The longer this whole recession thing sticks around, the more it’s going to affect our delicious, precious sports. Teams are already wringing their hands about slow ticket sales and sponsorship problems. Surprisingly (SARCASM), the inflated ticket prices and payrolls that skyrocketed over the past 10-15 years might not be sustainable over the long haul.
(No need to hurry, really.)
One team in particular, the New Jersey Nets, is having a wee bit o’ trouble putting butts in the seats at inflated prices in a crappy arena to see a terrible basketball team. But they’ve…got….a…plan: Jersey giveaways! No big deal, even if you can’t name a single stiff on the team these days (other than Devin Harris), because they’re possibly the first team ever to give away opposing team’s jerseys.
One of the biggest jokes in pro sports so far this year has been the neverending punchline that is the new Yankee Stadium. The Yankees’ billion-dollar monument to greed, excess, and everything else wrong with the modern American economy has hurt the team on the field and its vast oceans of empty overpriced seats has hurt the team off it. For Yankees fans, it would be an embarrassing position to be in - if they had the capacity for shame. Which they don’t.
And while the hubris of Yankees fans knows few bounds, they might want to sit up and take notice of a piece that appeared in the NEW YORK TIMES this weekend. If fans think this season’s rows of empty seats are no big deal, just wait - this could just be the beginning.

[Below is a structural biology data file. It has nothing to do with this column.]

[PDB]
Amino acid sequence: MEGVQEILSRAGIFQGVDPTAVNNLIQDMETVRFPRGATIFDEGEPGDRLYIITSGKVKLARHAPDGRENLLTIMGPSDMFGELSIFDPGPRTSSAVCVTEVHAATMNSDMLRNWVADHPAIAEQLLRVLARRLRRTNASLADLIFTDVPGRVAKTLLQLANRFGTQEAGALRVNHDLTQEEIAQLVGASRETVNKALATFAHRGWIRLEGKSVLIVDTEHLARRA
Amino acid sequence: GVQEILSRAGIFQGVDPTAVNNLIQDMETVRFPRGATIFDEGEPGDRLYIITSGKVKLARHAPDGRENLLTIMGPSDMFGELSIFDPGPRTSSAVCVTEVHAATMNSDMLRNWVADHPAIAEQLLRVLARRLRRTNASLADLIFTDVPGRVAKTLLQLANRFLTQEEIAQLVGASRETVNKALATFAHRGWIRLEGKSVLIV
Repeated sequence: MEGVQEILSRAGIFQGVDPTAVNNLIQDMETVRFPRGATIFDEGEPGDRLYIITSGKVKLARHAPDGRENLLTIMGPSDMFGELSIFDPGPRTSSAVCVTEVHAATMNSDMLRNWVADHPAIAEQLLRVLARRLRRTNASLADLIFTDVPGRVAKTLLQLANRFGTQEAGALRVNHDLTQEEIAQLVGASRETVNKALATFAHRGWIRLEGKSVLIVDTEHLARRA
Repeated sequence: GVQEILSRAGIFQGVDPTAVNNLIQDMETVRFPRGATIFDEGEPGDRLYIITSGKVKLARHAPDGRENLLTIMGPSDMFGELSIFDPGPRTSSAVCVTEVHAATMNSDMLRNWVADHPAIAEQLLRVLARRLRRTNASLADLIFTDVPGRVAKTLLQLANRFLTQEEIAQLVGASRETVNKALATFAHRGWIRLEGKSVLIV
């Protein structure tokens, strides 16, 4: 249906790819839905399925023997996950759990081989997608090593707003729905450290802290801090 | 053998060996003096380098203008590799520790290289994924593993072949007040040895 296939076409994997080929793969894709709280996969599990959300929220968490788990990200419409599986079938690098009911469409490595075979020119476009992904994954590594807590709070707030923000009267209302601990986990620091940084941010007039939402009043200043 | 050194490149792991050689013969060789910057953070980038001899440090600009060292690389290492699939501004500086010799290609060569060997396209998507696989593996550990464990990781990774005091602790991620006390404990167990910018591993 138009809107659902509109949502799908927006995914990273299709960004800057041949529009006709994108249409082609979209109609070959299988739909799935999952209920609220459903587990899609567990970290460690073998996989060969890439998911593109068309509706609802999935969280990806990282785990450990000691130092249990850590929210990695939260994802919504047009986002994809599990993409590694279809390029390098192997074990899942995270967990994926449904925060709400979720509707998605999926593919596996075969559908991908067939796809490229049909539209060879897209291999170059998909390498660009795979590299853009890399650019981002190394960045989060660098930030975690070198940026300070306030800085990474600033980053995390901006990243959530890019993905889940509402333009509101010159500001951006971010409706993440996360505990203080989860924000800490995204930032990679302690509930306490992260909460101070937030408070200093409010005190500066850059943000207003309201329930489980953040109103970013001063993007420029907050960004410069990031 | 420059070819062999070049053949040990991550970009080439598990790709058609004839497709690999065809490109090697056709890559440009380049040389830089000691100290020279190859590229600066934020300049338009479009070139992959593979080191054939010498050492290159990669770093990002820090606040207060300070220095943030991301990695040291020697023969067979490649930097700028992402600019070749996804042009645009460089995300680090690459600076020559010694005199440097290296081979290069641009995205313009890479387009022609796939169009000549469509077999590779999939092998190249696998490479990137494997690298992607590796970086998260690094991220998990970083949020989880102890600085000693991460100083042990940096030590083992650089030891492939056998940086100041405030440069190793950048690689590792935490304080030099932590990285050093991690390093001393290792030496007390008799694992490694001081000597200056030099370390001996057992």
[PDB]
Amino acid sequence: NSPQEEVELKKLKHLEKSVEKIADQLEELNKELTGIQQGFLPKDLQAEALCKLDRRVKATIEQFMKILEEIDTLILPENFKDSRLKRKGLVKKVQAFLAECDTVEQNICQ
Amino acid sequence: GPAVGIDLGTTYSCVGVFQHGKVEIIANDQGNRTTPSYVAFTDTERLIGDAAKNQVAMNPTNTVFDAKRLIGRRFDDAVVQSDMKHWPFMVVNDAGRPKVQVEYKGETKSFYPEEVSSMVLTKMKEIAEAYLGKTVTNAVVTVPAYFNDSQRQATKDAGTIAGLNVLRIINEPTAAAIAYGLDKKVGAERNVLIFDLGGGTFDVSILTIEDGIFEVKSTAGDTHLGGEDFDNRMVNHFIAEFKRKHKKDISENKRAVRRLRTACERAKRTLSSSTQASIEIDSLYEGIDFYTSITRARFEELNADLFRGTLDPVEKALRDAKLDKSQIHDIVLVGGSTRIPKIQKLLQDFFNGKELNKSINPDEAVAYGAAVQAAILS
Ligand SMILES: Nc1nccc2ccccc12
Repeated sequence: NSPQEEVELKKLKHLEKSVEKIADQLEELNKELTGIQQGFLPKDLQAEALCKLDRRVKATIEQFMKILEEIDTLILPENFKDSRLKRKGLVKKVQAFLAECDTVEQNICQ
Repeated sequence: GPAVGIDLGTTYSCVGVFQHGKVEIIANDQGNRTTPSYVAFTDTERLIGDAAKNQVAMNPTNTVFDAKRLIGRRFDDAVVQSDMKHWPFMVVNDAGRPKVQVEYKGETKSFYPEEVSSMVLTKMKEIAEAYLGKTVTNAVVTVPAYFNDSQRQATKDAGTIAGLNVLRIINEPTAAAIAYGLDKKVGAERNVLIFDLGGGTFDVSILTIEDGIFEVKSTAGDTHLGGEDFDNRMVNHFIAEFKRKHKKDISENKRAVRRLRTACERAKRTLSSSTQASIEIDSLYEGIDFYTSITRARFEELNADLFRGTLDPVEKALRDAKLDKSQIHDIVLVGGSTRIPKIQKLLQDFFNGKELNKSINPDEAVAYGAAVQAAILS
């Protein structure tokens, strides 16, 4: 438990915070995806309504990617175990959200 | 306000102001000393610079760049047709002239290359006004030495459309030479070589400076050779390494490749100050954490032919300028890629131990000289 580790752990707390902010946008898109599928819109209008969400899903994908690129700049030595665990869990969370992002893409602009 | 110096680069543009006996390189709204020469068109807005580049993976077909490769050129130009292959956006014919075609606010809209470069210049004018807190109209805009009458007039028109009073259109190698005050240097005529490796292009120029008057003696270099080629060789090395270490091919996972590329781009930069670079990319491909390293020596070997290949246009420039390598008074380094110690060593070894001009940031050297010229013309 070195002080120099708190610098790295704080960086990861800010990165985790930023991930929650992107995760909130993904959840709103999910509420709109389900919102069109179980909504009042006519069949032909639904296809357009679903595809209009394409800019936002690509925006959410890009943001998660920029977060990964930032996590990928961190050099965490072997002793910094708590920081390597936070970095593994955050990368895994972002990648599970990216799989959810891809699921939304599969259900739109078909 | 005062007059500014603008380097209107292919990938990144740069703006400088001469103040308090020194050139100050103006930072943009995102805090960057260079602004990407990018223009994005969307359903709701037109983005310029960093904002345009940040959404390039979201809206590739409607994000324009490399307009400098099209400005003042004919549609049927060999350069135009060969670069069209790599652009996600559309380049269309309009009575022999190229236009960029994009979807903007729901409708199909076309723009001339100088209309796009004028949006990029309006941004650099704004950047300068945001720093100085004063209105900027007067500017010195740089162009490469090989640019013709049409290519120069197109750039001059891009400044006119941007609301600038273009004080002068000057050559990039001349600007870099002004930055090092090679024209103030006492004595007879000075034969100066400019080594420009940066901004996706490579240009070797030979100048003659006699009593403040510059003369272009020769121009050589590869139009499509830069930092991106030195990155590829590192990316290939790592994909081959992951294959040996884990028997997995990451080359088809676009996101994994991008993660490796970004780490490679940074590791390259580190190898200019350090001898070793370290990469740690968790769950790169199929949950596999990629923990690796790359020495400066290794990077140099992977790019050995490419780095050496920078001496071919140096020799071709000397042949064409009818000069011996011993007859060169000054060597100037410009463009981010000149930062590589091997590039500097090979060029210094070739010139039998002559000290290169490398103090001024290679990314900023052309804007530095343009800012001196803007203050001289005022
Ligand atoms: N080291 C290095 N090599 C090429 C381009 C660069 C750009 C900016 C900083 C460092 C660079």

Earlier today we brought you word that the Miami Heat organization has been filing lawsuits against individuals and companies who owe the team money for their season tickets. Most of the suits seem to address last season, when the Heat were a dreadful 15-67 and regularly trotting out a lineup of D-Leaguers. One lady is defending herself by saying that the team failed to provide the product it promised.
So why shouldn’t people be able to back out of tickets if the product isn’t what was expected, as was the case with the Heat last year? If teams aren’t making the effort win games (which can be argued most every March in regard to several NBA teams, and every day in regard to the Detroit Lions), then why should fans be expected to pay for it?
I’m not necessarily saying that people should be able to turn in their tickets for a full refund at any time. There is something to the notion of a contract and season-ticket holders do get discounts from the single-game face value of seats:
How’s that old saw go — measure twice, cut once? The Indianapolis Colts apparently overlooked the basics in constructing their new stadium. Although most fans are raving about the facility and the views of the city from the inside, some fans have to deal with that pesky little problem of not being able to see the game.
Says the INDIANAPOLIS STAR:
One of them, Paul Carnes, Indianapolis, paid $1,280 for two season tickets, not including playoffs. His view is obscured by a hand rail that runs the length of the field.